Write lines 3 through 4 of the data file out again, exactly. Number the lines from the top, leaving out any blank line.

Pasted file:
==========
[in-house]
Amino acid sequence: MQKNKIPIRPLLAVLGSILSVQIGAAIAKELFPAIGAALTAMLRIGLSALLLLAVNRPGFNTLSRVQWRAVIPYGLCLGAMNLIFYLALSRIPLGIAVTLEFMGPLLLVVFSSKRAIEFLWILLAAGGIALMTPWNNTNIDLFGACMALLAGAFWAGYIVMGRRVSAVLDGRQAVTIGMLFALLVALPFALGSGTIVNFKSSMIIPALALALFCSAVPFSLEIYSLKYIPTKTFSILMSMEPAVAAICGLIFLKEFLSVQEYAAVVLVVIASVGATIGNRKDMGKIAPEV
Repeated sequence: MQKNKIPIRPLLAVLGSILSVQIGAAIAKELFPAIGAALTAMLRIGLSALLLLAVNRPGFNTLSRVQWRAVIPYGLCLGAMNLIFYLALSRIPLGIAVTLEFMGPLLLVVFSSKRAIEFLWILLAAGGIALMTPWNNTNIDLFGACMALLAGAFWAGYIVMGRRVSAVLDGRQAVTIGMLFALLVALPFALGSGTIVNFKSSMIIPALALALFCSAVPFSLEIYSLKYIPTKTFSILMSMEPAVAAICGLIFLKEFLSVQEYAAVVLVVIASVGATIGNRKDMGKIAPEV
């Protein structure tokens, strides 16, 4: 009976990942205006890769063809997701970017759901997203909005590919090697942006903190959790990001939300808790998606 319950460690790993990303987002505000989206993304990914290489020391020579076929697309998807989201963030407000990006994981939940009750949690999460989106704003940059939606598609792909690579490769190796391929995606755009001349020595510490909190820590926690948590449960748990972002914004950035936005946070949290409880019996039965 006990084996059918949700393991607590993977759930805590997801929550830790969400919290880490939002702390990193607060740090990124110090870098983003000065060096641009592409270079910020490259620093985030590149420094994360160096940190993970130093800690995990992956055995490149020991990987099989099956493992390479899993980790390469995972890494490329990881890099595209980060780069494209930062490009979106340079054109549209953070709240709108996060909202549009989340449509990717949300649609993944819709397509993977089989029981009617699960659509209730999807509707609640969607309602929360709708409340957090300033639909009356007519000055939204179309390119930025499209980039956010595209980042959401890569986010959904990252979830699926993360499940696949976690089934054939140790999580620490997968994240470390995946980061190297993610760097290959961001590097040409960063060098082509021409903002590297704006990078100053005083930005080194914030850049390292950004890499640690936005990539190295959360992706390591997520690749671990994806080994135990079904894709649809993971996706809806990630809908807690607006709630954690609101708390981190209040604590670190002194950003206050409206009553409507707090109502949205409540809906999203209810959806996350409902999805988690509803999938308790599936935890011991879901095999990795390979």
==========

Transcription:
Repeated sequence: MQKNKIPIRPLLAVLGSILSVQIGAAIAKELFPAIGAALTAMLRIGLSALLLLAVNRPGFNTLSRVQWRAVIPYGLCLGAMNLIFYLALSRIPLGIAVTLEFMGPLLLVVFSSKRAIEFLWILLAAGGIALMTPWNNTNIDLFGACMALLAGAFWAGYIVMGRRVSAVLDGRQAVTIGMLFALLVALPFALGSGTIVNFKSSMIIPALALALFCSAVPFSLEIYSLKYIPTKTFSILMSMEPAVAAICGLIFLKEFLSVQEYAAVVLVVIASVGATIGNRKDMGKIAPEV
């Protein structure tokens, strides 16, 4: 009976990942205006890769063809997701970017759901997203909005590919090697942006903190959790990001939300808790998606 319950460690790993990303987002505000989206993304990914290489020391020579076929697309998807989201963030407000990006994981939940009750949690999460989106704003940059939606598609792909690579490769190796391929995606755009001349020595510490909190820590926690948590449960748990972002914004950035936005946070949290409880019996039965 006990084996059918949700393991607590993977759930805590997801929550830790969400919290880490939002702390990193607060740090990124110090870098983003000065060096641009592409270079910020490259620093985030590149420094994360160096940190993970130093800690995990992956055995490149020991990987099989099956493992390479899993980790390469995972890494490329990881890099595209980060780069494209930062490009979106340079054109549209953070709240709108996060909202549009989340449509990717949300649609993944819709397509993977089989029981009617699960659509209730999807509707609640969607309602929360709708409340957090300033639909009356007519000055939204179309390119930025499209980039956010595209980042959401890569986010959904990252979830699926993360499940696949976690089934054939140790999580620490997968994240470390995946980061190297993610760097290959961001590097040409960063060098082509021409903002590297704006990078100053005083930005080194914030850049390292950004890499640690936005990539190295959360992706390591997520690749671990994806080994135990079904894709649809993971996706809806990630809908807690607006709630954690609101708390981190209040604590670190002194950003206050409206009553409507707090109502949205409540809906999203209810959806996350409902999805988690509803999938308790599936935890011991879901095999990795390979």